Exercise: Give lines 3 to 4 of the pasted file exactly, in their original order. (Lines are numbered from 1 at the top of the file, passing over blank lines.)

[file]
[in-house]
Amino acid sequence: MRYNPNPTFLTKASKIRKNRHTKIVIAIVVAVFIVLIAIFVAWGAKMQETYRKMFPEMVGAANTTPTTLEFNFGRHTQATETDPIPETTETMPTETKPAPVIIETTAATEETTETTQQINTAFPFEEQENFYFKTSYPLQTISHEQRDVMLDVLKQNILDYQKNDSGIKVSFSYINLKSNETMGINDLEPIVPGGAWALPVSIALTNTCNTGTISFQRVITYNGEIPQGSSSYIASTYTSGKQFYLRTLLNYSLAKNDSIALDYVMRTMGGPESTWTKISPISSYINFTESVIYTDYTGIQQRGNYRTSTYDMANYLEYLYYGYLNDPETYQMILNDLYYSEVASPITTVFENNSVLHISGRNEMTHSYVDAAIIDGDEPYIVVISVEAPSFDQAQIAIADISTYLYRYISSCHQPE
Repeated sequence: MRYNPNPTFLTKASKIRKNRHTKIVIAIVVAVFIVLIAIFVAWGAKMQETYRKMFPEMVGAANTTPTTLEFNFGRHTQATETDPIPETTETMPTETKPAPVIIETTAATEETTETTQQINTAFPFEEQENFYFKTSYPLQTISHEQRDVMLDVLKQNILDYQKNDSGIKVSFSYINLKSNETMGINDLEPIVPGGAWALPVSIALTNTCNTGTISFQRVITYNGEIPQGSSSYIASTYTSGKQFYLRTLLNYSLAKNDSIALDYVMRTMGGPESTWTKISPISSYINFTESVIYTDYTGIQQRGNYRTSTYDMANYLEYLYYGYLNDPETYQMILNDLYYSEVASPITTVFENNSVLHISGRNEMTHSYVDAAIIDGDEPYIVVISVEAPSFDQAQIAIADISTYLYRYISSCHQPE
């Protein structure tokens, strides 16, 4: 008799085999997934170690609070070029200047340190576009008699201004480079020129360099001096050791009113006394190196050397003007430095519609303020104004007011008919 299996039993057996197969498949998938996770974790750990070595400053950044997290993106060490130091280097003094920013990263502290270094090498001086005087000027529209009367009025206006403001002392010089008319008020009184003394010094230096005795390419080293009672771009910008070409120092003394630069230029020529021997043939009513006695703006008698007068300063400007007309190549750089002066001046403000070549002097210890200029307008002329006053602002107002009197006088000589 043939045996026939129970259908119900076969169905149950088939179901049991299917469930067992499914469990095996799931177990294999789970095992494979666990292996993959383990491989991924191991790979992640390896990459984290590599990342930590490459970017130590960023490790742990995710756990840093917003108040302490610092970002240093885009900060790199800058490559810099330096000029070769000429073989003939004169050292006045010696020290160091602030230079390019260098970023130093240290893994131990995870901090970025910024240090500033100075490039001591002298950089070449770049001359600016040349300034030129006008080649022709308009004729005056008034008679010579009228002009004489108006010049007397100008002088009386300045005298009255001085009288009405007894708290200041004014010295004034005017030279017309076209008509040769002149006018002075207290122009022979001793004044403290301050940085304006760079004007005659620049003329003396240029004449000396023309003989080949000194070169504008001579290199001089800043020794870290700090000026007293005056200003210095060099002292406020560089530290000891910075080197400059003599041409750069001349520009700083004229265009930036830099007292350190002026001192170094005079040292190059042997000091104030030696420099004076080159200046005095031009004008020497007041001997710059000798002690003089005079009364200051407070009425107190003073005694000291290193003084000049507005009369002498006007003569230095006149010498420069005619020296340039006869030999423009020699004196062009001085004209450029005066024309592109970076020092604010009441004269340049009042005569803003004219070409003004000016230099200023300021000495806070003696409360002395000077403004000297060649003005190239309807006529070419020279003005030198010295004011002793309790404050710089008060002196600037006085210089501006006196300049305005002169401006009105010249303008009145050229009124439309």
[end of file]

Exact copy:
Repeated sequence: MRYNPNPTFLTKASKIRKNRHTKIVIAIVVAVFIVLIAIFVAWGAKMQETYRKMFPEMVGAANTTPTTLEFNFGRHTQATETDPIPETTETMPTETKPAPVIIETTAATEETTETTQQINTAFPFEEQENFYFKTSYPLQTISHEQRDVMLDVLKQNILDYQKNDSGIKVSFSYINLKSNETMGINDLEPIVPGGAWALPVSIALTNTCNTGTISFQRVITYNGEIPQGSSSYIASTYTSGKQFYLRTLLNYSLAKNDSIALDYVMRTMGGPESTWTKISPISSYINFTESVIYTDYTGIQQRGNYRTSTYDMANYLEYLYYGYLNDPETYQMILNDLYYSEVASPITTVFENNSVLHISGRNEMTHSYVDAAIIDGDEPYIVVISVEAPSFDQAQIAIADISTYLYRYISSCHQPE
């Protein structure tokens, strides 16, 4: 008799085999997934170690609070070029200047340190576009008699201004480079020129360099001096050791009113006394190196050397003007430095519609303020104004007011008919 299996039993057996197969498949998938996770974790750990070595400053950044997290993106060490130091280097003094920013990263502290270094090498001086005087000027529209009367009025206006403001002392010089008319008020009184003394010094230096005795390419080293009672771009910008070409120092003394630069230029020529021997043939009513006695703006008698007068300063400007007309190549750089002066001046403000070549002097210890200029307008002329006053602002107002009197006088000589 043939045996026939129970259908119900076969169905149950088939179901049991299917469930067992499914469990095996799931177990294999789970095992494979666990292996993959383990491989991924191991790979992640390896990459984290590599990342930590490459970017130590960023490790742990995710756990840093917003108040302490610092970002240093885009900060790199800058490559810099330096000029070769000429073989003939004169050292006045010696020290160091602030230079390019260098970023130093240290893994131990995870901090970025910024240090500033100075490039001591002298950089070449770049001359600016040349300034030129006008080649022709308009004729005056008034008679010579009228002009004489108006010049007397100008002088009386300045005298009255001085009288009405007894708290200041004014010295004034005017030279017309076209008509040769002149006018002075207290122009022979001793004044403290301050940085304006760079004007005659620049003329003396240029004449000396023309003989080949000194070169504008001579290199001089800043020794870290700090000026007293005056200003210095060099002292406020560089530290000891910075080197400059003599041409750069001349520009700083004229265009930036830099007292350190002026001192170094005079040292190059042997000091104030030696420099004076080159200046005095031009004008020497007041001997710059000798002690003089005079009364200051407070009425107190003073005694000291290193003084000049507005009369002498006007003569230095006149010498420069005619020296340039006869030999423009020699004196062009001085004209450029005066024309592109970076020092604010009441004269340049009042005569803003004219070409003004000016230099200023300021000495806070003696409360002395000077403004000297060649003005190239309807006529070419020279003005030198010295004011002793309790404050710089008060002196600037006085210089501006006196300049305005002169401006009105010249303008009145050229009124439309």